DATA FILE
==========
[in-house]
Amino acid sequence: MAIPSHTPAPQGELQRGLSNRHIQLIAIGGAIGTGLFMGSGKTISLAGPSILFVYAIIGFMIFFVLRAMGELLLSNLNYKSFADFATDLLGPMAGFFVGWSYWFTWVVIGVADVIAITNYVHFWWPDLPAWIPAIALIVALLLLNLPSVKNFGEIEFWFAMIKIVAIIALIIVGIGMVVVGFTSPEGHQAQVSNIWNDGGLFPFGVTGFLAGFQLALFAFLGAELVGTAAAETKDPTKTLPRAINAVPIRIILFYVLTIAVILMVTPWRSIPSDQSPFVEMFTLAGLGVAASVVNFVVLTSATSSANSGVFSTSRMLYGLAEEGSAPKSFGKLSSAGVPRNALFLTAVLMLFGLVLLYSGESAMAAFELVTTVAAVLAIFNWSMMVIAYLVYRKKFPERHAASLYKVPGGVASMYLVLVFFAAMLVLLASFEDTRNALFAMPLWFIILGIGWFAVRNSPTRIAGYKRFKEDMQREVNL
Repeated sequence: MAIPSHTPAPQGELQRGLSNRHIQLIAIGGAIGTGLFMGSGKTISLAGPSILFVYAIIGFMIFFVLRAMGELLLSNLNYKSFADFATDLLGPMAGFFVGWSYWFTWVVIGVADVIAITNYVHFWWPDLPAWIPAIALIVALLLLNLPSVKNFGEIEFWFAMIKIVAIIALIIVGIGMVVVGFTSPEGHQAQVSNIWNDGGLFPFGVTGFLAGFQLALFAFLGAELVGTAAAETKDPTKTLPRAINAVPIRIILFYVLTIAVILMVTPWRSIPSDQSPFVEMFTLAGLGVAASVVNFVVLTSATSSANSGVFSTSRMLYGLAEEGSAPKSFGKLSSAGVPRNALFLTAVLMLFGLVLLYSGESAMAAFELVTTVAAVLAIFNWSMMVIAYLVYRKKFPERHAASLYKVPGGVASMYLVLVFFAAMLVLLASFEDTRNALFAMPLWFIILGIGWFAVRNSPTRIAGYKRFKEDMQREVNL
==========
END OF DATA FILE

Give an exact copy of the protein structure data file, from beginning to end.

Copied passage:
[in-house]
Amino acid sequence: MAIPSHTPAPQGELQRGLSNRHIQLIAIGGAIGTGLFMGSGKTISLAGPSILFVYAIIGFMIFFVLRAMGELLLSNLNYKSFADFATDLLGPMAGFFVGWSYWFTWVVIGVADVIAITNYVHFWWPDLPAWIPAIALIVALLLLNLPSVKNFGEIEFWFAMIKIVAIIALIIVGIGMVVVGFTSPEGHQAQVSNIWNDGGLFPFGVTGFLAGFQLALFAFLGAELVGTAAAETKDPTKTLPRAINAVPIRIILFYVLTIAVILMVTPWRSIPSDQSPFVEMFTLAGLGVAASVVNFVVLTSATSSANSGVFSTSRMLYGLAEEGSAPKSFGKLSSAGVPRNALFLTAVLMLFGLVLLYSGESAMAAFELVTTVAAVLAIFNWSMMVIAYLVYRKKFPERHAASLYKVPGGVASMYLVLVFFAAMLVLLASFEDTRNALFAMPLWFIILGIGWFAVRNSPTRIAGYKRFKEDMQREVNL
Repeated sequence: MAIPSHTPAPQGELQRGLSNRHIQLIAIGGAIGTGLFMGSGKTISLAGPSILFVYAIIGFMIFFVLRAMGELLLSNLNYKSFADFATDLLGPMAGFFVGWSYWFTWVVIGVADVIAITNYVHFWWPDLPAWIPAIALIVALLLLNLPSVKNFGEIEFWFAMIKIVAIIALIIVGIGMVVVGFTSPEGHQAQVSNIWNDGGLFPFGVTGFLAGFQLALFAFLGAELVGTAAAETKDPTKTLPRAINAVPIRIILFYVLTIAVILMVTPWRSIPSDQSPFVEMFTLAGLGVAASVVNFVVLTSATSSANSGVFSTSRMLYGLAEEGSAPKSFGKLSSAGVPRNALFLTAVLMLFGLVLLYSGESAMAAFELVTTVAAVLAIFNWSMMVIAYLVYRKKFPERHAASLYKVPGGVASMYLVLVFFAAMLVLLASFEDTRNALFAMPLWFIILGIGWFAVRNSPTRIAGYKRFKEDMQREVNL